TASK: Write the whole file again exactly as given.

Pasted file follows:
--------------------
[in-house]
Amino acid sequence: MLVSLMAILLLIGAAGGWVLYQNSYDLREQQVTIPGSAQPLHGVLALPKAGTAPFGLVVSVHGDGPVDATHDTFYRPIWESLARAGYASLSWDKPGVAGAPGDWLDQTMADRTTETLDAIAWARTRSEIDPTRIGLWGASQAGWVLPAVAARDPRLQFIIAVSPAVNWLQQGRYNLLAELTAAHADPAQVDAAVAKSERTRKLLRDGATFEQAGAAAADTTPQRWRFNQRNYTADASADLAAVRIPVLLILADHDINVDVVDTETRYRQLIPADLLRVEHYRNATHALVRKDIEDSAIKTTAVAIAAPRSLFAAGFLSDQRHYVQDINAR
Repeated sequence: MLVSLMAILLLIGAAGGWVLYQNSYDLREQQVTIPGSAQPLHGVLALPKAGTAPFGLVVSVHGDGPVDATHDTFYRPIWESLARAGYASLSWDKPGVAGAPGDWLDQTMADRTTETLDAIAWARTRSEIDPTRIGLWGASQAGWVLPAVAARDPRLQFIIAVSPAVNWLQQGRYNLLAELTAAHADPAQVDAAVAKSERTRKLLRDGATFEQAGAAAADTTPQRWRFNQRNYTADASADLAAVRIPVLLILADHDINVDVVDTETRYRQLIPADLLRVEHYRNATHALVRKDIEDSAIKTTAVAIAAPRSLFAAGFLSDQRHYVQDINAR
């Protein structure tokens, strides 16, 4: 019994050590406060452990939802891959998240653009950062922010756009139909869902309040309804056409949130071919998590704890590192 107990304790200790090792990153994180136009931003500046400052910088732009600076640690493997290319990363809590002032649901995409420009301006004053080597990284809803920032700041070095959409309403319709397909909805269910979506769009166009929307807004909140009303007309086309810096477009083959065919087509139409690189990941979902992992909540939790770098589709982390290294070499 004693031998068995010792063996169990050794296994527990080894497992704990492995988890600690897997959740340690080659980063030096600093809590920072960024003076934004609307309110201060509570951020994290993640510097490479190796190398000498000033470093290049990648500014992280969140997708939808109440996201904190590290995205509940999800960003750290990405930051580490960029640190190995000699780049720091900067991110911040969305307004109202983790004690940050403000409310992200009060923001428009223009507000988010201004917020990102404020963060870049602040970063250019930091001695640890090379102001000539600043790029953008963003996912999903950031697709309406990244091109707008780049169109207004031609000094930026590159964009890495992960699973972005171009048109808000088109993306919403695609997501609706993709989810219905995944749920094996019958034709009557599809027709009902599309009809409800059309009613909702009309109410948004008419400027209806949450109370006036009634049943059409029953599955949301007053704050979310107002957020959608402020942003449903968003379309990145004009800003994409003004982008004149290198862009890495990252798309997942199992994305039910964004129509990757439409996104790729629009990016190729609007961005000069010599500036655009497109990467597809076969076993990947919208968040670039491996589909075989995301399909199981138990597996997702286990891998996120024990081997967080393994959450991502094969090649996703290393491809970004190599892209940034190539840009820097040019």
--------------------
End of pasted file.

[in-house]
Amino acid sequence: MLVSLMAILLLIGAAGGWVLYQNSYDLREQQVTIPGSAQPLHGVLALPKAGTAPFGLVVSVHGDGPVDATHDTFYRPIWESLARAGYASLSWDKPGVAGAPGDWLDQTMADRTTETLDAIAWARTRSEIDPTRIGLWGASQAGWVLPAVAARDPRLQFIIAVSPAVNWLQQGRYNLLAELTAAHADPAQVDAAVAKSERTRKLLRDGATFEQAGAAAADTTPQRWRFNQRNYTADASADLAAVRIPVLLILADHDINVDVVDTETRYRQLIPADLLRVEHYRNATHALVRKDIEDSAIKTTAVAIAAPRSLFAAGFLSDQRHYVQDINAR
Repeated sequence: MLVSLMAILLLIGAAGGWVLYQNSYDLREQQVTIPGSAQPLHGVLALPKAGTAPFGLVVSVHGDGPVDATHDTFYRPIWESLARAGYASLSWDKPGVAGAPGDWLDQTMADRTTETLDAIAWARTRSEIDPTRIGLWGASQAGWVLPAVAARDPRLQFIIAVSPAVNWLQQGRYNLLAELTAAHADPAQVDAAVAKSERTRKLLRDGATFEQAGAAAADTTPQRWRFNQRNYTADASADLAAVRIPVLLILADHDINVDVVDTETRYRQLIPADLLRVEHYRNATHALVRKDIEDSAIKTTAVAIAAPRSLFAAGFLSDQRHYVQDINAR
């Protein structure tokens, strides 16, 4: 019994050590406060452990939802891959998240653009950062922010756009139909869902309040309804056409949130071919998590704890590192 107990304790200790090792990153994180136009931003500046400052910088732009600076640690493997290319990363809590002032649901995409420009301006004053080597990284809803920032700041070095959409309403319709397909909805269910979506769009166009929307807004909140009303007309086309810096477009083959065919087509139409690189990941979902992992909540939790770098589709982390290294070499 004693031998068995010792063996169990050794296994527990080894497992704990492995988890600690897997959740340690080659980063030096600093809590920072960024003076934004609307309110201060509570951020994290993640510097490479190796190398000498000033470093290049990648500014992280969140997708939808109440996201904190590290995205509940999800960003750290990405930051580490960029640190190995000699780049720091900067991110911040969305307004109202983790004690940050403000409310992200009060923001428009223009507000988010201004917020990102404020963060870049602040970063250019930091001695640890090379102001000539600043790029953008963003996912999903950031697709309406990244091109707008780049169109207004031609000094930026590159964009890495992960699973972005171009048109808000088109993306919403695609997501609706993709989810219905995944749920094996019958034709009557599809027709009902599309009809409800059309009613909702009309109410948004008419400027209806949450109370006036009634049943059409029953599955949301007053704050979310107002957020959608402020942003449903968003379309990145004009800003994409003004982008004149290198862009890495990252798309997942199992994305039910964004129509990757439409996104790729629009990016190729609007961005000069010599500036655009497109990467597809076969076993990947919208968040670039491996589909075989995301399909199981138990597996997702286990891998996120024990081997967080393994959450991502094969090649996703290393491809970004190599892209940034190539840009820097040019």